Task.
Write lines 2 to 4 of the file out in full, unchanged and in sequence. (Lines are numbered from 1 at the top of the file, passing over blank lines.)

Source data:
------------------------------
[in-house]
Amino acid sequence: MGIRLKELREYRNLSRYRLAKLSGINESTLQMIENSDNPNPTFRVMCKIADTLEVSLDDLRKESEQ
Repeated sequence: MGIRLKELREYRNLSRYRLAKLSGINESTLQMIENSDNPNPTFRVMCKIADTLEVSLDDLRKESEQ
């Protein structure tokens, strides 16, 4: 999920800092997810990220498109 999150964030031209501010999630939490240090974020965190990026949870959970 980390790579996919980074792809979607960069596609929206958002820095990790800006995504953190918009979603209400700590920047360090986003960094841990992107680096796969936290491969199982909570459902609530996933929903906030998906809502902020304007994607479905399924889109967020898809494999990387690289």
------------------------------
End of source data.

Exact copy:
Amino acid sequence: MGIRLKELREYRNLSRYRLAKLSGINESTLQMIENSDNPNPTFRVMCKIADTLEVSLDDLRKESEQ
Repeated sequence: MGIRLKELREYRNLSRYRLAKLSGINESTLQMIENSDNPNPTFRVMCKIADTLEVSLDDLRKESEQ
């Protein structure tokens, strides 16, 4: 999920800092997810990220498109 999150964030031209501010999630939490240090974020965190990026949870959970 980390790579996919980074792809979607960069596609929206958002820095990790800006995504953190918009979603209400700590920047360090986003960094841990992107680096796969936290491969199982909570459902609530996933929903906030998906809502902020304007994607479905399924889109967020898809494999990387690289």